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Baghdad Dismisses U.S. Call For Iran-Backed Militias In Iraq To 'Go Home'

Iraqi Prime Minister Haidar al-Abadi at a meeting with the Saudi king and U.S. Secretary of State Rex Tillerson in Riyadh on October 22.

Iraq's Shi'ite-led government has dismissed a call by U.S. Secretary of State Rex Tillerson for Iranian-backed militia fighters who helped Baghdad defeat Islamic State (IS) extremists to "go home."

A statement issued by Iraqi Prime Minister Haidar al-Abadi's office on October 23 responded to Tillerson's remarks by saying that "no party has the right to interfere in Iraqi matters."

The statement from Abadi's office did not cite the prime minister himself but quoted a "source" close to him.

Speaking on October 22 after a meeting with Saudi Arabia's King Salman and Abadi, Tillerson said it was time for Iranian military advisers and fighters “to go home and allow the Iraqi people to regain control."

"Iranian militias that are in Iraq, now that the fight against [IS] is coming to a close, those militias need to go home," Tillerson said. "The foreign fighters in Iraq need to go home and allow the Iraqi people to regain control."

A senior U.S. official said Tillerson's remarks referred to militia fighters known as the Popular Mobilization Forces and the Quds Force, the foreign arm of Iran's powerful Islamic Revolutionary Guards Corps (IRGC).

Tillerson's Persian Gulf trip came amid efforts by President Donald Trump's administration to isolate and contain Iran in the Middle East and beyond.

It included a visit to the inaugural Saudi-Iraqi Coordination Council, led by Abadi and King Salman, which has been pushed by the United States as a means to counter Iran's influence in Iraq.

In Tehran on October 23, Iranian President Hassan Rohani said Iran's position in the Middle East had never been stronger.

"In Iraq, Syria, Lebanon, northern Africa, in the Persian Gulf region -- where can action be taken without Iran?" Rohani said during a speech that was broadcast by Iranian state television.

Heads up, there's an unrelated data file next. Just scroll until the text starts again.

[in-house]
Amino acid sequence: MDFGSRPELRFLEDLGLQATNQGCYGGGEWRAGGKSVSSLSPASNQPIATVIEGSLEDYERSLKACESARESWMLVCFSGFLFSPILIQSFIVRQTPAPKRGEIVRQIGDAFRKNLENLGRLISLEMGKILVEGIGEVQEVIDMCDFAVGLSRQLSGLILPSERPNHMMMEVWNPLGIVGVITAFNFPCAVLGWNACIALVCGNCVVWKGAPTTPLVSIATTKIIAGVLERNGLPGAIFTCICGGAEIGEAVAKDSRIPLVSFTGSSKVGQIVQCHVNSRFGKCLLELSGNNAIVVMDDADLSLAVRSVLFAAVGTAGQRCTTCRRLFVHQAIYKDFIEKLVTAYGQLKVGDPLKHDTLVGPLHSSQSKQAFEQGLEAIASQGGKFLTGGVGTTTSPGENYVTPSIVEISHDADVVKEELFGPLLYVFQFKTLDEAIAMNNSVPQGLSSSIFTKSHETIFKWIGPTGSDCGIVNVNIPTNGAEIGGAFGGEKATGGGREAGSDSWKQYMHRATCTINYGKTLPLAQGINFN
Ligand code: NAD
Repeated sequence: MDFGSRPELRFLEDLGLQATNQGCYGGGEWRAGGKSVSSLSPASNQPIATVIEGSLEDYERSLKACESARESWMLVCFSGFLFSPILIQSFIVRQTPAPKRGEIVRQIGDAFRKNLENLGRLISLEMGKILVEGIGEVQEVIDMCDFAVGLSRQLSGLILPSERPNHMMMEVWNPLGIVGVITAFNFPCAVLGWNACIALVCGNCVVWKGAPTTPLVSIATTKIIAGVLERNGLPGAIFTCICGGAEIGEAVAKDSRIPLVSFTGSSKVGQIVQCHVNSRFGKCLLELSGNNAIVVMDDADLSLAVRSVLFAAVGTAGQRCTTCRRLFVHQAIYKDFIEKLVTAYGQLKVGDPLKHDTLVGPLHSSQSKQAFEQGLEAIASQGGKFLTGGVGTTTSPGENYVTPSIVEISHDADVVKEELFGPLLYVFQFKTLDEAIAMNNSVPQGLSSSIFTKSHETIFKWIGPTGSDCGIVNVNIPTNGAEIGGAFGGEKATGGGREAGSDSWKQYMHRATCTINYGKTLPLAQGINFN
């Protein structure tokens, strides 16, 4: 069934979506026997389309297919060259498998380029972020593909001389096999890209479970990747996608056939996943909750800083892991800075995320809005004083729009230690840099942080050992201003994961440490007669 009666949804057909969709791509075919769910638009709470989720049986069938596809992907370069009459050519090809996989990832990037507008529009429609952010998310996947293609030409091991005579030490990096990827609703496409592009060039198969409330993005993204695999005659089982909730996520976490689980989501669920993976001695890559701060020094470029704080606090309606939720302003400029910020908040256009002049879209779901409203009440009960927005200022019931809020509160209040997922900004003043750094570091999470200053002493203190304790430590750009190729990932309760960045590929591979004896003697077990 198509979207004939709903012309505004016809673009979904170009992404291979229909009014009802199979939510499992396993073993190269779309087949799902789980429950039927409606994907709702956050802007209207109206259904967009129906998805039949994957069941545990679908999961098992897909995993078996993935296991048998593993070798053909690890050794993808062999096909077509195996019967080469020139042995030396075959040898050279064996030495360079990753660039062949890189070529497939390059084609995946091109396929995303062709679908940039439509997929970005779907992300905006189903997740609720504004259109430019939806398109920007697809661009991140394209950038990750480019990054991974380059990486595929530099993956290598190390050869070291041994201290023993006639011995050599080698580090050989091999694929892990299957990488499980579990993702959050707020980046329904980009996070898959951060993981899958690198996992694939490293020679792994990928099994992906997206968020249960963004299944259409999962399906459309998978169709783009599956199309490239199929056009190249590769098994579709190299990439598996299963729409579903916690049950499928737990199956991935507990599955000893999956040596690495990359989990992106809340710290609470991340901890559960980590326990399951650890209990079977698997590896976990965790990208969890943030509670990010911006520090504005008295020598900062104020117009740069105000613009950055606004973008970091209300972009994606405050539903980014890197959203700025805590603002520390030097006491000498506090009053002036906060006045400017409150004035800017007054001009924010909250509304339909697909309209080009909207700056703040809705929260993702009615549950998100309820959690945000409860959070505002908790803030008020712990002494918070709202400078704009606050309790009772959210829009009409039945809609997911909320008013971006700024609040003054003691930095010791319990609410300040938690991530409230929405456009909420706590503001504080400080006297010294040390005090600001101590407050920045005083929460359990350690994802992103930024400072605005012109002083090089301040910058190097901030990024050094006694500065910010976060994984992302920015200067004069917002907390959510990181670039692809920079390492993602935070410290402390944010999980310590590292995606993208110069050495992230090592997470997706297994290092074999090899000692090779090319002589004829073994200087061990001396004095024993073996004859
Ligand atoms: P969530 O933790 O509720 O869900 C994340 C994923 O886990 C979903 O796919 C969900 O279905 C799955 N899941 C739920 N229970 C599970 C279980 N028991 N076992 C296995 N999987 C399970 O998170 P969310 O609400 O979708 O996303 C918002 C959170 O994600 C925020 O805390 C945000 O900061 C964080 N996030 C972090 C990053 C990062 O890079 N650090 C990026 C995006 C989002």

Iranian-backed militias have played key roles in the U.S.-supported Iraqi government's efforts to drive IS fighters from Iraq.

After pushing the extremists out of the northern Iraqi city of Mosul earlier this year, Iraqi government troops and allied, Iranian-backed militia are mopping up remnants of the IS extremist group from its last remaining pockets of territory in the country.

Iranian Foreign Minister Mohammad Javad Zarif assailed Tillerson's comments in a Twitter post.

"Exactly what country is it that Iraqis who rose up to defend their homes against ISIS return to?" Zarif said in a tweet, using an alternative name for IS.

"If it wasn't for the sacrifices of the Islamic Republic of Iran, [Islamic State] would have installed its government in Damascus, Baghdad, and [the Iraqi Kurdistan capital] Arbil by now," Zarif said.

Trump said on October 22 that he does not object to France and Germany continuing to trade with Iran, despite Trump’s refusal to certify Iran’s compliance with a landmark 2015 nuclear deal.

"I told them just keep making money," Trump said. "Don't worry. You just keep making money."

Tillerson, however, said the United States is hoping European companies and countries "will join the U.S. as we put in place a sanction structure."

"Those who conduct business with Iranian Revolutionary Guards, any of their entities -- European companies or other companies around the globe -- really do so at great risk," Tillerson said.

With reporting by Reuters, AP, and AFP